We recorded on tape both times. We're not afraid to push the tape and let it get really loud and natural. When we record we try to have a blank canvas and record what's actually going on. So if we're playing loud, we want to record loud. We're just not afraid to push the levels a bit and let some natural tape distortion happen. We're not trying to contain anything.

Do you use a lot of overdubs?
On this one we did. We did a lot of layering of vocals, and guitar overdubs. There's a ton of acoustic guitars on that record. On Leave Home, there weren't really any overdubs and we did everything basically live. This one we did all the tracking live, but we spent a lot of time on layering the guitars, trying to get some good textures and sounds going and double vocal tracks and harmonies and things. This time we spent a lot of time on that, but that's not necessarily the future.

How did songs like "Country Song" and the mostly acoustic "Candy" come together?
They were just things we'd been playing for a while. We'd been toying with those sorts of ideas for a while even before Leave Home. We finally got them to a place where we felt really good about them and they were ready to be something more than just ideas. That stuff was always there, we were always into doing that sort of thing but I think we got a little bit more confident to do it.

There are a lot of instrumentals on both albums. How do you decide which tracks get lyrics?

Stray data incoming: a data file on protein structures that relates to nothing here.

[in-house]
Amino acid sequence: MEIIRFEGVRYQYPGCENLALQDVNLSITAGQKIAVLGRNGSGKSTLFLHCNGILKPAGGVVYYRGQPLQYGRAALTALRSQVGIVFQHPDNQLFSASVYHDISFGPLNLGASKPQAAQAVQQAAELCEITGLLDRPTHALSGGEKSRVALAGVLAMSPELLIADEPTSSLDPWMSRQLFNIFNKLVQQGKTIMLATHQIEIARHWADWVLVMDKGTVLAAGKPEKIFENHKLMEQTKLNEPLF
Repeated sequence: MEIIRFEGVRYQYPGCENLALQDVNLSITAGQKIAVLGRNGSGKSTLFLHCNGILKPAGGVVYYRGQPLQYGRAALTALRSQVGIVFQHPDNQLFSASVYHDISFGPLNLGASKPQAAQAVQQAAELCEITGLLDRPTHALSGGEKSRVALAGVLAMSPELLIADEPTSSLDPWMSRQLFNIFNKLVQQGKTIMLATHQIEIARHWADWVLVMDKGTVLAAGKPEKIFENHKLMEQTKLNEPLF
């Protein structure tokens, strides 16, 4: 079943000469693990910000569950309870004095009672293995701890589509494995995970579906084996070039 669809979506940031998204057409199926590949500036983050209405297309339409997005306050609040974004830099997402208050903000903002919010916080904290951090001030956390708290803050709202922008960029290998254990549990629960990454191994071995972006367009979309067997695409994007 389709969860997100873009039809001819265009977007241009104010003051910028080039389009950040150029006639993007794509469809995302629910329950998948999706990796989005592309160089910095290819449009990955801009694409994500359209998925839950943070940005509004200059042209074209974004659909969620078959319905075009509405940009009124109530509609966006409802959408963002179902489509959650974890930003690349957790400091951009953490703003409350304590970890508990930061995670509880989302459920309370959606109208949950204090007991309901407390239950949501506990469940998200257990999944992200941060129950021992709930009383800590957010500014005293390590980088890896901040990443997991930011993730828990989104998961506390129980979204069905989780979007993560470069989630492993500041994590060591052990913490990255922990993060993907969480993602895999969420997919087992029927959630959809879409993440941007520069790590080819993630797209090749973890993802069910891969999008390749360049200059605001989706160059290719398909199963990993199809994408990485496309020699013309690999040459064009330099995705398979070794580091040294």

Lyrics have always been kind of an afterthought and vocals have been kind of an afterthought. We've always been more of a musical band. A lot of times songs live for a long time before there's any vocals. I think our minds just work a little more musically. I don't think we really have a frontman. I don't think our personalities are the frontman type. We play guitars. I think it ends up that because that's just how our minds work naturally. I don't think we forsake something if we can't come up with a vocal idea and we're very comfortable with that.

Who writes the band's lyrics?
For the new record Nick and I wrote the lyrics the night before we recorded the vocals. We sat around my kitchen table with some note pads trying to come up with words until basically we ran out of time. Some of the newer songs we're writing we're kind of coming with some more independent ideas. It really depends on what's going on. Sometimes a more full idea will come; sometimes we'll really flush everything out together. It really depends on the situation.